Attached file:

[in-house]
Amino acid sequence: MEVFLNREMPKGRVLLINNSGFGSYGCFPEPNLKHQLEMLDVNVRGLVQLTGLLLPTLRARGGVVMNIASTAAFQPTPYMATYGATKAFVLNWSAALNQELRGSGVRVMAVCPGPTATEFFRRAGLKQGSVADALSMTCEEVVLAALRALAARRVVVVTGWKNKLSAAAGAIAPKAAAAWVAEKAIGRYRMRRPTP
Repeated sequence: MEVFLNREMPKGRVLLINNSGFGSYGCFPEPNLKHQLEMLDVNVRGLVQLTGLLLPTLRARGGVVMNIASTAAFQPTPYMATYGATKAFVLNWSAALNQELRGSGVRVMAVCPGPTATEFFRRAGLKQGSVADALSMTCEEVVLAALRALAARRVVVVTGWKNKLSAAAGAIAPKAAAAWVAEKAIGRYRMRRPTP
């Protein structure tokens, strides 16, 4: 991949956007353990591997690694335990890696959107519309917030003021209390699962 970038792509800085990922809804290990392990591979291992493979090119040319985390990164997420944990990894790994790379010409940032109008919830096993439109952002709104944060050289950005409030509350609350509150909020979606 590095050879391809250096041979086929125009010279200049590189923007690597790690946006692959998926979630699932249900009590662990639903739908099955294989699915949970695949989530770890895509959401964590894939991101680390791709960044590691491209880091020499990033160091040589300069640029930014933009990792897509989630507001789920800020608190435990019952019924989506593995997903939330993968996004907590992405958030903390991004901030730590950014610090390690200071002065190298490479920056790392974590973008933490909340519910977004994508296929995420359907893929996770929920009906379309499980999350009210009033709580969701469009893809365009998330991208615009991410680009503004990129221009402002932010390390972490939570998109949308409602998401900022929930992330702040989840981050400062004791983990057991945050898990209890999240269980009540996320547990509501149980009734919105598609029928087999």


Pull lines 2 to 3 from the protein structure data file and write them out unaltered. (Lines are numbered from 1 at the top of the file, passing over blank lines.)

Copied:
Amino acid sequence: MEVFLNREMPKGRVLLINNSGFGSYGCFPEPNLKHQLEMLDVNVRGLVQLTGLLLPTLRARGGVVMNIASTAAFQPTPYMATYGATKAFVLNWSAALNQELRGSGVRVMAVCPGPTATEFFRRAGLKQGSVADALSMTCEEVVLAALRALAARRVVVVTGWKNKLSAAAGAIAPKAAAAWVAEKAIGRYRMRRPTP
Repeated sequence: MEVFLNREMPKGRVLLINNSGFGSYGCFPEPNLKHQLEMLDVNVRGLVQLTGLLLPTLRARGGVVMNIASTAAFQPTPYMATYGATKAFVLNWSAALNQELRGSGVRVMAVCPGPTATEFFRRAGLKQGSVADALSMTCEEVVLAALRALAARRVVVVTGWKNKLSAAAGAIAPKAAAAWVAEKAIGRYRMRRPTP